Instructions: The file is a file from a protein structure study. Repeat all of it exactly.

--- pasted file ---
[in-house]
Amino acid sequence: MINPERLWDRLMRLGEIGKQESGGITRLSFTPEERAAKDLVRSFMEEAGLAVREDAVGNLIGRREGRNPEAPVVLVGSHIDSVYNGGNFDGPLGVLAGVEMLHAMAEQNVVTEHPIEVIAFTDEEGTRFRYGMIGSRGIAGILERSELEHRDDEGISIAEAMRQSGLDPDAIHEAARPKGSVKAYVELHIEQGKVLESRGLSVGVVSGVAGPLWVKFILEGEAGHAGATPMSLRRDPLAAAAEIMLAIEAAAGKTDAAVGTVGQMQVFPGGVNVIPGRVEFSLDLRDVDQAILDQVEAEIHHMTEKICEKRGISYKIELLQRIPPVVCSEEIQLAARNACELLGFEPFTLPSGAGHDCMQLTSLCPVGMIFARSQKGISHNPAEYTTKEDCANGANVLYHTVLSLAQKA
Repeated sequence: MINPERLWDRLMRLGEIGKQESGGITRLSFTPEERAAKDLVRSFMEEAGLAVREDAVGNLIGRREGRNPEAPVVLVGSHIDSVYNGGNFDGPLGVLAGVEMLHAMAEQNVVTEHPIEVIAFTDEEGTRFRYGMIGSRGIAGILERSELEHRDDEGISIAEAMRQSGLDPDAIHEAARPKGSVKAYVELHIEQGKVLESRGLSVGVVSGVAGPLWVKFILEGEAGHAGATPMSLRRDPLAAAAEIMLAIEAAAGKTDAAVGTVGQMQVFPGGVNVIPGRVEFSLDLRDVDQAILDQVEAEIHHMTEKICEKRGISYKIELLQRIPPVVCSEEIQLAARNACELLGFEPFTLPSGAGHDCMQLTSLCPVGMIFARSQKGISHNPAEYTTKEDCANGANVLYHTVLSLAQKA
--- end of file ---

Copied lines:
[in-house]
Amino acid sequence: MINPERLWDRLMRLGEIGKQESGGITRLSFTPEERAAKDLVRSFMEEAGLAVREDAVGNLIGRREGRNPEAPVVLVGSHIDSVYNGGNFDGPLGVLAGVEMLHAMAEQNVVTEHPIEVIAFTDEEGTRFRYGMIGSRGIAGILERSELEHRDDEGISIAEAMRQSGLDPDAIHEAARPKGSVKAYVELHIEQGKVLESRGLSVGVVSGVAGPLWVKFILEGEAGHAGATPMSLRRDPLAAAAEIMLAIEAAAGKTDAAVGTVGQMQVFPGGVNVIPGRVEFSLDLRDVDQAILDQVEAEIHHMTEKICEKRGISYKIELLQRIPPVVCSEEIQLAARNACELLGFEPFTLPSGAGHDCMQLTSLCPVGMIFARSQKGISHNPAEYTTKEDCANGANVLYHTVLSLAQKA
Repeated sequence: MINPERLWDRLMRLGEIGKQESGGITRLSFTPEERAAKDLVRSFMEEAGLAVREDAVGNLIGRREGRNPEAPVVLVGSHIDSVYNGGNFDGPLGVLAGVEMLHAMAEQNVVTEHPIEVIAFTDEEGTRFRYGMIGSRGIAGILERSELEHRDDEGISIAEAMRQSGLDPDAIHEAARPKGSVKAYVELHIEQGKVLESRGLSVGVVSGVAGPLWVKFILEGEAGHAGATPMSLRRDPLAAAAEIMLAIEAAAGKTDAAVGTVGQMQVFPGGVNVIPGRVEFSLDLRDVDQAILDQVEAEIHHMTEKICEKRGISYKIELLQRIPPVVCSEEIQLAARNACELLGFEPFTLPSGAGHDCMQLTSLCPVGMIFARSQKGISHNPAEYTTKEDCANGANVLYHTVLSLAQKA